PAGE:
The feeling of unexpectedness marks one of the central contrasts between shame and guilt. This unexpectedness is more than suddenness in time; it is also an astonishment at seeing different parts of ourselves, conscious and unconscious, acknowledged and unacknowledged, suddenly coming together, and coming together with aspects of the world we have not recognized. Patterns of events (inner and outer) of which we are not conscious come unexpectedly into relation with those of which we are aware.
This feeling of internal incongruence is the most painful aspect of shame — a vivid reminder that we know ourselves only incompletely and have but marginal control over which parts of us take the reins of personhood at any given moment. (And yet this aspect of self-surprise is something shame shares with some of the most beautiful capacities of consciousness — wonder and delight, also marked by the gasp at another dimension of reality revealed. Homer linked Aidos — the Greek goddess of shame — to awe.) Lynd writes:
Being taken unawares is shameful when what is suddenly exposed is incongruous with, or glaringly inappropriate to, the situation, or to our previous image of ourselves in it… We have acted on the assumption of being one kind of person living in one kind of surroundings, and unexpectedly, violently, we discover that these assumptions are false. We had thought that we were able to see around certain situations and, instead, discover in a moment that it is we who are exposed; alien people in an alien situation can see around us.
What makes shame most unbearable is this feeling of sudden expatriation from reality, which leaves trust — in oneself, in the world — dangerously jeopardized. Paradoxically, it is often not the darkest but the brightest in us that is most vulnerable to shame. Lynd writes:
Part of the difficulty in admitting shame to oneself arises from reluctance to recognize that one has built on false assumptions about what the world one lives in is and about the way others will respond to oneself… Shame over a sudden uncovering of incongruity mounts when what is exposed is inappropriate positive expectation, happy and confident commitment to a world that proves to be alien or nonexistent… Even more than the uncovering of weakness or ineptness, exposure of misplaced confidence can be shameful — happiness, love, anticipation of a response that is not there, something personally momentous received as inconsequential. The greater the expectation, the more acute the shame.
Art from Cephalopod Atlas, the world’s first encyclopedia of deep-sea creatures. (Available as a print and as stationery cards.)
Shame is so difficult to bear because it takes us back to the core vulnerabilities of childhood, that tender need for congruence between the world of our imagination and the real world, the longing for a single world that coheres. Lynd writes:
Basic trust in the personal and in the physical world that surrounds him is the air that the child must breathe if he is to have roots for his own sense of identity and for the related sense of his place in the world. As he gradually differentiates the world of in here from the world of out there he is constantly testing the coherence, continuity, and dependability of both… Expectation and having expectation met are crucial in developing a sense of coherence in the world and in oneself.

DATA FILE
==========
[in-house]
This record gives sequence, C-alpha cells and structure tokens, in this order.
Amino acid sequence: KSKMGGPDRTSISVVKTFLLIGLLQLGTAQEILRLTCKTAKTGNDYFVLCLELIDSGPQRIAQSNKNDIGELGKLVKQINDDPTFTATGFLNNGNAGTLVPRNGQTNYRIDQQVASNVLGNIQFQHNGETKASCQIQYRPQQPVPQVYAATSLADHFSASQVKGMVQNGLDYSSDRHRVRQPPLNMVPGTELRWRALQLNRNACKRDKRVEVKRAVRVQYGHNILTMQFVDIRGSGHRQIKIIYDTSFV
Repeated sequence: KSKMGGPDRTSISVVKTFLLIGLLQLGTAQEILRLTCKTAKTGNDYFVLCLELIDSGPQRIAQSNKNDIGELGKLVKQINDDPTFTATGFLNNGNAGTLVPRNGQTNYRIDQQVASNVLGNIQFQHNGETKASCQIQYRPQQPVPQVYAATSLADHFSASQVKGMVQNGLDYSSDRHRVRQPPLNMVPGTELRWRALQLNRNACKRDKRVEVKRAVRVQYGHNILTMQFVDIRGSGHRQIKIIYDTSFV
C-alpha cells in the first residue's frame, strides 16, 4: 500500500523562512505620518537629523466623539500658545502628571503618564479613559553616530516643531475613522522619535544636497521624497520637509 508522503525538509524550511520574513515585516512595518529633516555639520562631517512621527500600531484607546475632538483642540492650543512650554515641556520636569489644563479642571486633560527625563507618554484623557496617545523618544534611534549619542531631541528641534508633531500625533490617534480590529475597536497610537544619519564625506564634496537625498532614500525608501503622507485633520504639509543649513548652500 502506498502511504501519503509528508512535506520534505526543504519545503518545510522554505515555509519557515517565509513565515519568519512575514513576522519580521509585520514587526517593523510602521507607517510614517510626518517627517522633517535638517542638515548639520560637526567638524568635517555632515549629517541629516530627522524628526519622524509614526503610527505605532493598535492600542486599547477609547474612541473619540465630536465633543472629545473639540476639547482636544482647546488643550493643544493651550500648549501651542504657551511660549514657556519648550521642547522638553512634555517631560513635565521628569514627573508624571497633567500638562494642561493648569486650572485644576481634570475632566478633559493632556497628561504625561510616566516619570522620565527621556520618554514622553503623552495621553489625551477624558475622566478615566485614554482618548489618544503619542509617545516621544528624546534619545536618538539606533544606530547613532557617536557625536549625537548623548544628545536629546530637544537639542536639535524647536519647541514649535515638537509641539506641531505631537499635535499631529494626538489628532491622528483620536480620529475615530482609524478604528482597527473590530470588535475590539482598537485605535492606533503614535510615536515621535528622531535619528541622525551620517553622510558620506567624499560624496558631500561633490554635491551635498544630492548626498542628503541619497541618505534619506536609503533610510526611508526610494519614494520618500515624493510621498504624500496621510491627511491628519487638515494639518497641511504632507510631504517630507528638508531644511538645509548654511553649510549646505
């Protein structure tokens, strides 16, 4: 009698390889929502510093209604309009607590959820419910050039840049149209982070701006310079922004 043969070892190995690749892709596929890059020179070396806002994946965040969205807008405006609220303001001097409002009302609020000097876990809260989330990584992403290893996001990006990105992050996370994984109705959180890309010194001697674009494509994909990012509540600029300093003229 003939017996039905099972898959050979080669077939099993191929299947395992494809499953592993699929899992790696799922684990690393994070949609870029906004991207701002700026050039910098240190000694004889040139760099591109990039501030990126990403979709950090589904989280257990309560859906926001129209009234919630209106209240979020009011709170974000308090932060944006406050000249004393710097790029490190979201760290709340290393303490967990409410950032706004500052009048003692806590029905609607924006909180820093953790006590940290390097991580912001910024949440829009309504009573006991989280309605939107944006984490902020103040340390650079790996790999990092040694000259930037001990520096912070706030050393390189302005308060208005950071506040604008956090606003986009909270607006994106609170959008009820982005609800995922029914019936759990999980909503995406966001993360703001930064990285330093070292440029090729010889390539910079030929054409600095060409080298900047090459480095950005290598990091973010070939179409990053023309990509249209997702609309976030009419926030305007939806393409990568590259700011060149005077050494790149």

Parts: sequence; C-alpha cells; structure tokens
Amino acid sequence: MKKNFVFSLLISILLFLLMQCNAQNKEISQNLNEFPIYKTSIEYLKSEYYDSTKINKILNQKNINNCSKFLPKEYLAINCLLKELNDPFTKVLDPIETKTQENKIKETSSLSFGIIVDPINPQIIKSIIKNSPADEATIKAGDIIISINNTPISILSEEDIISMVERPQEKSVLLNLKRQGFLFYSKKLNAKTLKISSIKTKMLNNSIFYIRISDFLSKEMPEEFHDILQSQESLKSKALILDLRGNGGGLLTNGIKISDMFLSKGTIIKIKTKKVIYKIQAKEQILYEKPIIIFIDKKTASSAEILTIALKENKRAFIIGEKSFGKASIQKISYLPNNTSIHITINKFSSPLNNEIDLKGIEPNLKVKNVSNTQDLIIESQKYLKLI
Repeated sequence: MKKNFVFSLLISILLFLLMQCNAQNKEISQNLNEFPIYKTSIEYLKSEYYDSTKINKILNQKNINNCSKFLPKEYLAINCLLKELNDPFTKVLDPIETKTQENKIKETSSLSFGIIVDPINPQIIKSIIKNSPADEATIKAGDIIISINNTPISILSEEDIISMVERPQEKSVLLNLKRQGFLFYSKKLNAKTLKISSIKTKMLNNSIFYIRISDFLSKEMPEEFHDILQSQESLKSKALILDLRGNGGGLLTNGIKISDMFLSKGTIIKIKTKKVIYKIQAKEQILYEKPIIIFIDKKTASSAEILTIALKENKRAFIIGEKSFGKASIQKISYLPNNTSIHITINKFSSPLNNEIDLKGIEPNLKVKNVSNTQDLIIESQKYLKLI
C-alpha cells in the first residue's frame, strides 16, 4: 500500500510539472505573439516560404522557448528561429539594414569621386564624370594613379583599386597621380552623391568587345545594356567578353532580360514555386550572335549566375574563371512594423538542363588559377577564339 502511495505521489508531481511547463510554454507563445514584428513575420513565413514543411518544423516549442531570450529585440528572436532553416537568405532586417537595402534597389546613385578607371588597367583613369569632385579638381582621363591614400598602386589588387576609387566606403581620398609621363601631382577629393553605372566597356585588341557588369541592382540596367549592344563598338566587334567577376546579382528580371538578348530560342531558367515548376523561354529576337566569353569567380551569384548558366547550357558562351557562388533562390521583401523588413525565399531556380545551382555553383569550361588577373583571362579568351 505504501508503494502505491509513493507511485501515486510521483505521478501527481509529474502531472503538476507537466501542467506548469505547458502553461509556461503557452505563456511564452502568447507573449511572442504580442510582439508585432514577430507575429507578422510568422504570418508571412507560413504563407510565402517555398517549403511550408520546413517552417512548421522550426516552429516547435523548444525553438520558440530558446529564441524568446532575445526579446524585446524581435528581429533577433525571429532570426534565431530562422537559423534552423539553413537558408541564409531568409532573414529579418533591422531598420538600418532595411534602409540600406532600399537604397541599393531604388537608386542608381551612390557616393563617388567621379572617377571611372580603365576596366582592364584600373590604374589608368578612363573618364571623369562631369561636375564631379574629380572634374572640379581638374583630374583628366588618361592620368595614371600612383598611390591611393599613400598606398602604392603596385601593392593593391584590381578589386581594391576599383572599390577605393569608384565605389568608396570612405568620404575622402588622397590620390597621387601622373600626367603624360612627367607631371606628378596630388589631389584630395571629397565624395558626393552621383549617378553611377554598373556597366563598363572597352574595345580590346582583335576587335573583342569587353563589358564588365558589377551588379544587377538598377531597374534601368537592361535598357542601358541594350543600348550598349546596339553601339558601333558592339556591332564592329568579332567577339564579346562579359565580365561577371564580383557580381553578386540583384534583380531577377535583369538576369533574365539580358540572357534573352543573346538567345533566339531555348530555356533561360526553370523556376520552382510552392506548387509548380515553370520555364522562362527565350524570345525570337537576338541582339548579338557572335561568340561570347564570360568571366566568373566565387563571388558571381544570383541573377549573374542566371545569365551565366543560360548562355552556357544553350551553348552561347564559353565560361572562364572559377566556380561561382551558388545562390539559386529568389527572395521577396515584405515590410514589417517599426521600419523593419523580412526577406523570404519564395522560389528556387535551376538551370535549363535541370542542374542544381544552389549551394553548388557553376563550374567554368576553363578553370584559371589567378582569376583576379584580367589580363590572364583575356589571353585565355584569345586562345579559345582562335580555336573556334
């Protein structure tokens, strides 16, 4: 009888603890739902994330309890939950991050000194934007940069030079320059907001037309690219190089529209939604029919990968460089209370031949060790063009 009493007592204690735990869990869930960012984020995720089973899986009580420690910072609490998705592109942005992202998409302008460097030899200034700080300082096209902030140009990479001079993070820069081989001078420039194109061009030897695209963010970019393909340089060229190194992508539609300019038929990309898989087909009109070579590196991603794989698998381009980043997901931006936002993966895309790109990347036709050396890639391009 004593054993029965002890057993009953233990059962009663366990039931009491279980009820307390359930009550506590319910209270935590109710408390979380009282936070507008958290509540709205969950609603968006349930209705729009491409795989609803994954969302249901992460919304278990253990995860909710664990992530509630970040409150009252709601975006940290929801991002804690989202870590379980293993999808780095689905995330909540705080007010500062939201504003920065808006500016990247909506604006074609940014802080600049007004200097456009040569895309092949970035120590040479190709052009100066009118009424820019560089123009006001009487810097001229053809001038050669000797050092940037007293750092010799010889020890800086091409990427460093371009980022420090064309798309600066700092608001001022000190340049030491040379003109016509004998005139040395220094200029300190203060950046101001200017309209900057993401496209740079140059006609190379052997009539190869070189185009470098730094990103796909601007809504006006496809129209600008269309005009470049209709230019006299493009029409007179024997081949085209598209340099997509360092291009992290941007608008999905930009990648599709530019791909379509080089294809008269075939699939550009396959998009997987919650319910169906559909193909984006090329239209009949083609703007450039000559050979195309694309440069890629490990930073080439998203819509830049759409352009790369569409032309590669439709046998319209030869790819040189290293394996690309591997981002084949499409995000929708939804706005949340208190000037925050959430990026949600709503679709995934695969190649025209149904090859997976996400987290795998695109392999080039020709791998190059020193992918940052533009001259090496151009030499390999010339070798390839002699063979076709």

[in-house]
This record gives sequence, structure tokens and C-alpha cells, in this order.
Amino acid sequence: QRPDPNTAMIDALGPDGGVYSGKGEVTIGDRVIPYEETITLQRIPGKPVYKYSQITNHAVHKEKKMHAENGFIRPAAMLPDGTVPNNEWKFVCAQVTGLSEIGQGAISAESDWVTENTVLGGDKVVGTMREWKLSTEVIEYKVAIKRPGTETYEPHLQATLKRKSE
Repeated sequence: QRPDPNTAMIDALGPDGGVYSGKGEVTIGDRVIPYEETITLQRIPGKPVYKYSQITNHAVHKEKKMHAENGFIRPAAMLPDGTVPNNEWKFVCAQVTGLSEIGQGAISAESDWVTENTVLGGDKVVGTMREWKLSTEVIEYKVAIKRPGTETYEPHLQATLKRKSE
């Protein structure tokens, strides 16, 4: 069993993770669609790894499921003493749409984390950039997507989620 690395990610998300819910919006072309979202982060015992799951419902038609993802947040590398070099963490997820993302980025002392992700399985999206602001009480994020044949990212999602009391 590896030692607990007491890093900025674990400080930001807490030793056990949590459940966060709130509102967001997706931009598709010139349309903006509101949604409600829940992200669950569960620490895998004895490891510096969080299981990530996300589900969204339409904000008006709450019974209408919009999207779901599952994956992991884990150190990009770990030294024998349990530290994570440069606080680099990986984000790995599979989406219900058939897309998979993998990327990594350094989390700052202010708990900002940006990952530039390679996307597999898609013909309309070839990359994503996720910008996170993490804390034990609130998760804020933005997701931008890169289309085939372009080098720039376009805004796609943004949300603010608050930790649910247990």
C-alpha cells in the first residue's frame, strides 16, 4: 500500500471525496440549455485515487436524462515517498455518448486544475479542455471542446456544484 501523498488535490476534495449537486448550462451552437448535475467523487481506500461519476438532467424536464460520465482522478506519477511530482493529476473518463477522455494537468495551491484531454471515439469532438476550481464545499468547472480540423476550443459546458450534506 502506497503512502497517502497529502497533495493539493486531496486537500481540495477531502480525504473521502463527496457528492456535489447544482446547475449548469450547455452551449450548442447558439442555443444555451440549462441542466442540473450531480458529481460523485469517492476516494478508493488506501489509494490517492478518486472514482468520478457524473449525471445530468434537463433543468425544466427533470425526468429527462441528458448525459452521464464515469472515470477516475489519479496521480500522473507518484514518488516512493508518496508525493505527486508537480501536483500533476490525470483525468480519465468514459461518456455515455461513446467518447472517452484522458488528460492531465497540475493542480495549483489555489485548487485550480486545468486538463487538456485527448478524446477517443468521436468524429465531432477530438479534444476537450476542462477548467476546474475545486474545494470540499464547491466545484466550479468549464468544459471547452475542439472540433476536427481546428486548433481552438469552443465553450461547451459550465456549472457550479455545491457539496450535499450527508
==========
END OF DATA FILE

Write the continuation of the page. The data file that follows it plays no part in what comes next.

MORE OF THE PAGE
Because it is so rooted in our grasp of reality, the shame of having misjudged a situation, misplaced an expectation, miscalculated one’s own merits, is a profound unmooring of the psyche:
What we have thought we could count on in ourselves, and what we have thought to be the boundaries and contours of the world, turn out suddenly not to be the “real” outlines of ourselves or of the world, or those that others accept. We have become strangers in a world where we thought we were at home. We experience anxiety in becoming aware that we cannot trust our answers to the questions Who am I? Where do I belong?
Because personality is rooted in unconscious and unquestioned trust in one’s immediate world, experiences that shake trusted anticipations and give rise to doubt may be of lasting importance… Shattering of trust in the dependability of one’s immediate world means loss of trust in other persons, who are the transmitters and interpreters of that world. We have relied on the picture of the world they have given us and it has proved mistaken; we have turned for response in what we thought was a relation of mutuality and have found our expectation misinterpreted or distorted; we have opened ourselves in anticipation of a response that was not forthcoming. With every recurrent violation of trust we become again children unsure of ourselves in an alien world.
In the remainder of On Shame and the Search for Identity, Lynd goes on to explore examples of shame and its conciliation across the canon of Western literature, then examines the two natures of shame, what it offers in confronting the tragedy of life, and how to think from parts to wholes. Couple it with Lynd’s contemporary Karen Horney on the conciliation of our inner conflicts, then revisit Ellen Bass’s magnificent poem “How to Apologize.”